During a get-together one evening, we decided to write Oprah a letter asking if she would join us in our cause to inspire regenerative agriculture practices and grow food for local consumption in Maui’s Central Valley. Food grown in vibrant, chemical-free soil brimming with healthy microbes contains vital nutrients and minerals that we need to grow strong and healthy bodies. Microbial rich soil is also one of the foremost ways to achieve carbon sequestration, which reduces carbon emissions. We wanted to live our best life, and we thought food could be at the center of making that happen. 


By growing our food locally we can grow our economy. According to State statistics: for every 10% of food grown locally, $313 million is infused into our State economy. Growing food within the State enables the expenditures on food to remain in the local economy. We can feed the people and the economy at the same time! 

Regenerative farming practices will protect our water, reefs and air quality instead of poisoning them with toxic chemicals. Many new jobs could be created and our tourism and economy could thrive. This may seem idealistic, but statistics show that new, regenerative methods are proving to increase yield, boost nutrition, and sequester carbon, all while growing a healthy bottom line.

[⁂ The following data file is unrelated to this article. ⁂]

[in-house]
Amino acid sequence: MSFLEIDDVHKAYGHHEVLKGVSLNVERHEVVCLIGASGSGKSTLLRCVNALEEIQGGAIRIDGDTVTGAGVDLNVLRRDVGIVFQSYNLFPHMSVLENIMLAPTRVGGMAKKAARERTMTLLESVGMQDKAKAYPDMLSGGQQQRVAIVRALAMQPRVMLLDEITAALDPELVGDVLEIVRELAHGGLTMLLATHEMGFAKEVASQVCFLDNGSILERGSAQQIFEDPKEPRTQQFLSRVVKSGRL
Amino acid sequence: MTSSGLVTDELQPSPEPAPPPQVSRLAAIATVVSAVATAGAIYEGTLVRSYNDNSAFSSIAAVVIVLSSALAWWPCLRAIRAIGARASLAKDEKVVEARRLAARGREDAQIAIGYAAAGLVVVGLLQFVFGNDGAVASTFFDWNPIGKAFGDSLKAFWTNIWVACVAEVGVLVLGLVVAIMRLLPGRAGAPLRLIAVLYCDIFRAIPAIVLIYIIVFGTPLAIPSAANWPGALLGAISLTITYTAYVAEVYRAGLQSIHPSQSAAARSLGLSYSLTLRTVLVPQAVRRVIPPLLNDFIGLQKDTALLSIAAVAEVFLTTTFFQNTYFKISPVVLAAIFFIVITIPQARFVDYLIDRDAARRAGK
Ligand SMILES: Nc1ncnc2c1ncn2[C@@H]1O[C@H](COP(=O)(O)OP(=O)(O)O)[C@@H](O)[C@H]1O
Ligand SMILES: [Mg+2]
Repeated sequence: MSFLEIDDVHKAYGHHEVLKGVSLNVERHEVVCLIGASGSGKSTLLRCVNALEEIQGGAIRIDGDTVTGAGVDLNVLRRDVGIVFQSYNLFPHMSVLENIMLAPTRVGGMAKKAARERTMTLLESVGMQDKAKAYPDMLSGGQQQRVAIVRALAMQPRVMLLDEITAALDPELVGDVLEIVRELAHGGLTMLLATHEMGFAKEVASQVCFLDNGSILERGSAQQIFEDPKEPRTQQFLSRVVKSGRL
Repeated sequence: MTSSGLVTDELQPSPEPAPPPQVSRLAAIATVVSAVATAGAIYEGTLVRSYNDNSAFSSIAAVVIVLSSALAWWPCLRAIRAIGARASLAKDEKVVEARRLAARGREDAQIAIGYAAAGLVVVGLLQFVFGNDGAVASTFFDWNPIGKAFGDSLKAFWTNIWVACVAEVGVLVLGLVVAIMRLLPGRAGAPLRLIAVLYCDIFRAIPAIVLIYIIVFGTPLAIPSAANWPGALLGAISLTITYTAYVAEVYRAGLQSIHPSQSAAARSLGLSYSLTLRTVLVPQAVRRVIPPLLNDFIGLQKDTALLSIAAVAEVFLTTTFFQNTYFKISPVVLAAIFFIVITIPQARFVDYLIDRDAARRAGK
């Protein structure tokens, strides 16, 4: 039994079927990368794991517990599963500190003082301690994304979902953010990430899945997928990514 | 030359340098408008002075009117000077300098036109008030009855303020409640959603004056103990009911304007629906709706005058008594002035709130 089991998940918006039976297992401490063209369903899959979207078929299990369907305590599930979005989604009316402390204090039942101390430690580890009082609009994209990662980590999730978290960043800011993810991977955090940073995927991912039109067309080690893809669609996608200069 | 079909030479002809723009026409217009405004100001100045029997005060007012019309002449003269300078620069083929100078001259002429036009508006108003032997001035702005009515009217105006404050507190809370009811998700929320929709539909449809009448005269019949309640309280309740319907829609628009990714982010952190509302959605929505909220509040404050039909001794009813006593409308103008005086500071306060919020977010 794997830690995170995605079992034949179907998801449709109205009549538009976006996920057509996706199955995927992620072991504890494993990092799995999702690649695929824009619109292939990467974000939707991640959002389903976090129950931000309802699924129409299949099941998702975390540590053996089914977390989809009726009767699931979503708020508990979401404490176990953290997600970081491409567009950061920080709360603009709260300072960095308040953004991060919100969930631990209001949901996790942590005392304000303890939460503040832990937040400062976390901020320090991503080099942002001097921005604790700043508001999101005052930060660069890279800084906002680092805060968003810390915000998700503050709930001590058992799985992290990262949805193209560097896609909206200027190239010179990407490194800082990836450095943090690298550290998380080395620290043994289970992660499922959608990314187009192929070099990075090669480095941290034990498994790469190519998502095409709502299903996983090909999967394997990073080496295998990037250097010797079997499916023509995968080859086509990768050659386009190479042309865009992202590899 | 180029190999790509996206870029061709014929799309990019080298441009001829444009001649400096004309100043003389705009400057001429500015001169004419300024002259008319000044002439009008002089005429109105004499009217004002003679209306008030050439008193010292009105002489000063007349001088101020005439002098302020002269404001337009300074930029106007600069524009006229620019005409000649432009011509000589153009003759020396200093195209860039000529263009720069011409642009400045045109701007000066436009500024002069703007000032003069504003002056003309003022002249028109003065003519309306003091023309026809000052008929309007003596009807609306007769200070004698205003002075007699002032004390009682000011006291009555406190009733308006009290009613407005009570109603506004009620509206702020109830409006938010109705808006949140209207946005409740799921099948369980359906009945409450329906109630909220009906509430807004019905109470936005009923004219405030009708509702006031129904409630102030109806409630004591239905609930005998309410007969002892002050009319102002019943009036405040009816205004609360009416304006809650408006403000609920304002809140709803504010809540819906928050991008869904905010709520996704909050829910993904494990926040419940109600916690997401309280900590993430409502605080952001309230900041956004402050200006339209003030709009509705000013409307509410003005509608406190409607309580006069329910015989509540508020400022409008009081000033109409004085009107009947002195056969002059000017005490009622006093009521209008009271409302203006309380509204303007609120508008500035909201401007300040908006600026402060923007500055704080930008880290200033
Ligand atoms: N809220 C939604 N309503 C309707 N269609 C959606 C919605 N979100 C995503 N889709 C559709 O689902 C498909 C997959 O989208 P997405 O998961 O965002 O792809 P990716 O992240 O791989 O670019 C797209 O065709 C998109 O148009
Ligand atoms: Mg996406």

Our letter to Oprah was never sent. We decided we had to be the ones to take action. I am not sure what we were thinking, never dreaming we would get as far as we have. But, much like a farmer when he gazes upon an empty landscape, our vision was birthed that day. 

We called our new company “Aina First.” A love of the land is at the core of the Hawaiian culture – when we honor the land that feeds us then we honor all life, and we all win. Our motivation and guidance created our tagline: Driven by Urgency, Guided by Nature, and Supported by Community. These three guiding principles keep our mission in focus. 


Together we stumbled through the dynamics of starting a business. We gathered experts from across the State and abroad and began negotiating with A&B to purchase the land. We reached out to the community, creating a coalition for local food production for the Central Valley. Our farm plan took shape and a Pro forma was created. Then on December 28, 2018 we learned that someone else – Mahi Pono, a division of Trinitas – had purchased the land. 

Perhaps this is the best thing that could have happened. We are now moving forward in hopes of leasing a large piece of the land, and our community outreach continues to inspire new ideas as we proceed with our educational series around the benefits of regenerative agriculture. We started with a vision to grow food for Hawaii and growing takes patience. There is a momentum that is flourishing here and with nourishment we will continue to grow our dream. IMUA!